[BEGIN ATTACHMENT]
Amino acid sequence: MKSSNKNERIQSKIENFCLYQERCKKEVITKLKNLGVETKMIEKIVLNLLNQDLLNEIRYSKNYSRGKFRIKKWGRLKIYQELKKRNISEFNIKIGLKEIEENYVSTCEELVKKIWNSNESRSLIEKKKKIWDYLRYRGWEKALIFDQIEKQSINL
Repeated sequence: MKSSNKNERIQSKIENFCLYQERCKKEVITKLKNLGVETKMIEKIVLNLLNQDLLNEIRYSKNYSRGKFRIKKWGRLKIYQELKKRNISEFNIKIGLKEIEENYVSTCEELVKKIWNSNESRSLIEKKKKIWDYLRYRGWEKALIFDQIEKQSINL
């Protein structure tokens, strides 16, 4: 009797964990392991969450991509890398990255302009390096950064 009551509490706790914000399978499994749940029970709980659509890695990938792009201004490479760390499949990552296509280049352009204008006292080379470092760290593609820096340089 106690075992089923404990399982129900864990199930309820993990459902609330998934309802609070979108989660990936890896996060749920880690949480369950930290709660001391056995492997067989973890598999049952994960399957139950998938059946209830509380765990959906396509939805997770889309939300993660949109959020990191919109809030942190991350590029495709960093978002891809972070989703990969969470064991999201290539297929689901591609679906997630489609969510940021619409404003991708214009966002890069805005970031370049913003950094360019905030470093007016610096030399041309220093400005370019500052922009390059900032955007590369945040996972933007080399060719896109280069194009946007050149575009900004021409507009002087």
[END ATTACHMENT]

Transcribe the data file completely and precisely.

Amino acid sequence: MKSSNKNERIQSKIENFCLYQERCKKEVITKLKNLGVETKMIEKIVLNLLNQDLLNEIRYSKNYSRGKFRIKKWGRLKIYQELKKRNISEFNIKIGLKEIEENYVSTCEELVKKIWNSNESRSLIEKKKKIWDYLRYRGWEKALIFDQIEKQSINL
Repeated sequence: MKSSNKNERIQSKIENFCLYQERCKKEVITKLKNLGVETKMIEKIVLNLLNQDLLNEIRYSKNYSRGKFRIKKWGRLKIYQELKKRNISEFNIKIGLKEIEENYVSTCEELVKKIWNSNESRSLIEKKKKIWDYLRYRGWEKALIFDQIEKQSINL
């Protein structure tokens, strides 16, 4: 009797964990392991969450991509890398990255302009390096950064 009551509490706790914000399978499994749940029970709980659509890695990938792009201004490479760390499949990552296509280049352009204008006292080379470092760290593609820096340089 106690075992089923404990399982129900864990199930309820993990459902609330998934309802609070979108989660990936890896996060749920880690949480369950930290709660001391056995492997067989973890598999049952994960399957139950998938059946209830509380765990959906396509939805997770889309939300993660949109959020990191919109809030942190991350590029495709960093978002891809972070989703990969969470064991999201290539297929689901591609679906997630489609969510940021619409404003991708214009966002890069805005970031370049913003950094360019905030470093007016610096030399041309220093400005370019500052922009390059900032955007590369945040996972933007080399060719896109280069194009946007050149575009900004021409507009002087």